Teacher Hiring Freeze in Kenya Encourages Innovation
There is a hiring freeze on teachers in Kenya. That means that the government will only hire a new teacher when a government teacher dies or retires from their post.
The Kenyan government recently declared primary school education to be free and open to all citizens. This means parents are no longer expected to pay school fees for their primary school children.
Increasingly large numbers of children are attending primary school (yippee!), but there are not enough teachers to effectively manage them (lame). Schools are overcrowded and understaffed, particularly in the lower grade levels, where there can be as many as 100 students assigned to just one teacher.
In order to address this issue, Nuru Education Program is launching two complementary initiatives: the Nuru Teachers’ Cooperative and the School Business Proposal Program. The teachers’ cooperative is comprised of both government-employed teachers and uncertified teaching staff hired by parents to help manage overcrowding in the classroom. The cooperative’s primary goal is to organize income-generating projects that will enable teachers to empower themselves to improve their work situations, and directly address the issue of understaffing in schools. Every member of the co-operative will work to raise money for the cooperative fund. One of the primary uses of this money will go towards training those “unofficial teachers” hired by the parents.
It will work like this: After working for the cooperative for a certain period of time, uncertified members can apply for cooperative sponsorship to teacher training college. If accepted, teachers must sign a contract committing them to work at a Nuru School for the five years following the completion of teacher certification. If the teacher is fortunate enough to be hired by the ministry of education, they must work with Nuru and the District Education Officer in order to receive government placement in a Nuru School. If the teacher is not employed by the government, he or she is still obligated to work in any school to which Nuru assigns them.
This may seem straightforward enough: We only want to invest money in training teachers who plan to use their skills to improve the state of education in our communities. Yet, a problem arises when Nuru tries to bind fully trained teachers to working on the pay of parent-hired teachers (aka PTA teachers). PTA teachers don’t receive a regular salary. Instead they rely on the meager and irregular contributions of parents for their income. The situation is far from ideal. It’s not uncommon for a PTA teacher to work for almost an entire year without a single payment as they wait for school committees to organize enough funds from reluctant parents (after all, their child’s education is supposed to be free now).
Therefore, even if we required teachers to sign an official contract committing them to work as a PTA teacher after their certification, the temptation for higher and more reliable wages at wealthier, far-away schools would be great. In order to keep these teachers around, we need to offer a reliable and reasonable salary to these teachers. The catch, then, is coming up with a way to pay them without falling into a new trap of NGO-dependency, in which Nuru is providing for a fresh wave of teacher salaries.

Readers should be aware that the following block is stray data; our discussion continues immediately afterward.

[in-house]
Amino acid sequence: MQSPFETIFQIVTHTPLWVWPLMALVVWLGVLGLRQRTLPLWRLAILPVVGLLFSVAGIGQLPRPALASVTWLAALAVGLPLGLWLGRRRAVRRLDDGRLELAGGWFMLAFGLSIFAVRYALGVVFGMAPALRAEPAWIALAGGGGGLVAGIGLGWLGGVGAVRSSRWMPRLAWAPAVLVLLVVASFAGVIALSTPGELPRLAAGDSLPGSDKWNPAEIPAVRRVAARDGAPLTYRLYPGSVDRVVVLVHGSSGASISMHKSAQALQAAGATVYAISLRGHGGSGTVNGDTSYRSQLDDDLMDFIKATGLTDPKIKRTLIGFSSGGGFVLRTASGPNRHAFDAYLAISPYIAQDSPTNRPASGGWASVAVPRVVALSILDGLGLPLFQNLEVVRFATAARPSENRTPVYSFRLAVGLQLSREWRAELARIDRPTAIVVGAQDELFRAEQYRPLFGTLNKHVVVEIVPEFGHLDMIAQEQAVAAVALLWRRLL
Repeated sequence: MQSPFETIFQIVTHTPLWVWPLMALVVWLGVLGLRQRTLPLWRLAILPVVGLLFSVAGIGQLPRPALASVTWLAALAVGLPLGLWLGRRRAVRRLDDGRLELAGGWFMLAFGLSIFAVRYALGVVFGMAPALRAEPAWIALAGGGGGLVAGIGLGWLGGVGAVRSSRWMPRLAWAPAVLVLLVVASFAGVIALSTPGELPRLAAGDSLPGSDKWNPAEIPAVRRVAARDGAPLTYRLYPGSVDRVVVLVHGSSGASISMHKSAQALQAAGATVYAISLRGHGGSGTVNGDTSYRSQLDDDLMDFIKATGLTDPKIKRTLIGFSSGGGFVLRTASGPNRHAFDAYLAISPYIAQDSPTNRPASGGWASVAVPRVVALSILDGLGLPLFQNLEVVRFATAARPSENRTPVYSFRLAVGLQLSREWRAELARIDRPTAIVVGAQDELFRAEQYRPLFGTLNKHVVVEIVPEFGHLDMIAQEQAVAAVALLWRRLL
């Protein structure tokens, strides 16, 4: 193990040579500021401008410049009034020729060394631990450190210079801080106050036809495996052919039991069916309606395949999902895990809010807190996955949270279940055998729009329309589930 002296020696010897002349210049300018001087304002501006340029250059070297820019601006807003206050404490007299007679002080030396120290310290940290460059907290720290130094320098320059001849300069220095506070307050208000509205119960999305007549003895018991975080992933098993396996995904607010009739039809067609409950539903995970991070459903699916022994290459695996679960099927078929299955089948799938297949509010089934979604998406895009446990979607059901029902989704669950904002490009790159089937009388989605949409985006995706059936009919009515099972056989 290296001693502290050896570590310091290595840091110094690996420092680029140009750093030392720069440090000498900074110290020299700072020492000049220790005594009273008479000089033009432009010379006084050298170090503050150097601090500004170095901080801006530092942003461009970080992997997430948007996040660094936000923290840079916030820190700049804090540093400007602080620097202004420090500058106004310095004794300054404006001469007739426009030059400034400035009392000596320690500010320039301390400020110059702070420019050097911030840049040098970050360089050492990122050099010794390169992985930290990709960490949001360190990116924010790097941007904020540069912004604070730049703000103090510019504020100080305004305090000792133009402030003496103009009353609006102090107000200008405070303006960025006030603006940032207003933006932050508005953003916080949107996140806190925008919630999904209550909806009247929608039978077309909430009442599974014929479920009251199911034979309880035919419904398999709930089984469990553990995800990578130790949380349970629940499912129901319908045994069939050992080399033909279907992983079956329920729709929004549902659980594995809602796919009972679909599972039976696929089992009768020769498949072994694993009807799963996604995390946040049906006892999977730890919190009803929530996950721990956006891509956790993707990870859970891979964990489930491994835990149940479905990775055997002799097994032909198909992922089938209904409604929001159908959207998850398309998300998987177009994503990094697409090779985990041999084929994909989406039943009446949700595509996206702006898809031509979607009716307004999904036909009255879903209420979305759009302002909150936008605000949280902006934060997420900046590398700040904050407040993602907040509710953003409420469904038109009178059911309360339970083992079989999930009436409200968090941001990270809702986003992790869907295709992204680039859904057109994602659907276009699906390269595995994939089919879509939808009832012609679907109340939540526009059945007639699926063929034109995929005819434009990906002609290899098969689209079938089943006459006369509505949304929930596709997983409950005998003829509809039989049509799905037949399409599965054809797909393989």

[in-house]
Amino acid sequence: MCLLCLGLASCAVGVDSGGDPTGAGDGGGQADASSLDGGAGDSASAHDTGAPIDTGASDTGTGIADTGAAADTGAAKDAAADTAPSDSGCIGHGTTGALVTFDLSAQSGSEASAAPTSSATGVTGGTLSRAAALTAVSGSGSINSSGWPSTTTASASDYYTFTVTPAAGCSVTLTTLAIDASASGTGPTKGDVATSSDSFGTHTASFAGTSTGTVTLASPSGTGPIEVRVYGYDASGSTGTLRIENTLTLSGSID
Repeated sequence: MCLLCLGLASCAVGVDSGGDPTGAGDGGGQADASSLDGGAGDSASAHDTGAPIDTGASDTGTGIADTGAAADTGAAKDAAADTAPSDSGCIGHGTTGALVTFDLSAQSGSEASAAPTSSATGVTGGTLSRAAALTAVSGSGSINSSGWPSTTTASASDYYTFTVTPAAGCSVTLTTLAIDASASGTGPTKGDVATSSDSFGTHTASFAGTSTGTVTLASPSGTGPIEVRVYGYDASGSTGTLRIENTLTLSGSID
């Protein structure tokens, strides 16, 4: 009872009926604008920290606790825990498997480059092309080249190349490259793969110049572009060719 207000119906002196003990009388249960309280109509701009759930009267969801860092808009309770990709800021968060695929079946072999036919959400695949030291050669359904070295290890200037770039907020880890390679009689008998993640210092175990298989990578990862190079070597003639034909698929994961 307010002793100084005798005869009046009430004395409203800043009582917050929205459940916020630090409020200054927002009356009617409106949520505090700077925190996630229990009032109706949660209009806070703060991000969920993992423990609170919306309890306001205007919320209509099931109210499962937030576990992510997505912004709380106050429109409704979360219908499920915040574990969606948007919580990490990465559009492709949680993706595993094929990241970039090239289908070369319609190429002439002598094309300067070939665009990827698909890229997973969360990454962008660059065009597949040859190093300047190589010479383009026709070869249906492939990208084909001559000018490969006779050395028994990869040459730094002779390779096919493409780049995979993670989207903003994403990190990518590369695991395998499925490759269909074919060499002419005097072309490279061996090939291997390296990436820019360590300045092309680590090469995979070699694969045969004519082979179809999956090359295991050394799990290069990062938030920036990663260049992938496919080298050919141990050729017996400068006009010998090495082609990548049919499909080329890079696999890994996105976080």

Thus, we came up with the School Business Proposal Program. This program is designed to help schools develop a business plan that integrates and addresses each school’s unique set of resources and limitations. As part of this program, we are holding weekly meetings with school head teachers and parent committee chairmen. In these meetings we will help school officials develop a proposal to start a project that will bring in a dependable stream off fresh revenue to the school every month.
Of course, most of these plans will require an up-front capital investment that the schools simply don’t have. At that point, the plan will be submitted to Nuru for review. If the proposal seems viable, we will invest in the project, WITH the stipulation that Nuru has control over how a certain percentage of the subsequent profits are spent. In that way, we will guarantee that the school is able to provide a fair salary to any newly trained Nuru teacher we assign to work there. In all likelihood the payment won’t be equivalent to the amount received by government teachers, but it will be a great improvement from what those teachers had earned as untrained PTA teachers.
In this way, we hope to increase the number of trained teachers working in our overcrowded public schools without creating a dependency on a continuous Nuru cash flow. These two programs will enable us to offer untrained teachers with the opportunity to gain a new skill set and earn a decent living. The benefits are then two-fold, as we improve the education levels of the local teaching staff while simultaneously mitigating the issue of overcrowding in primary schools. Not a bad deal, if you ask me.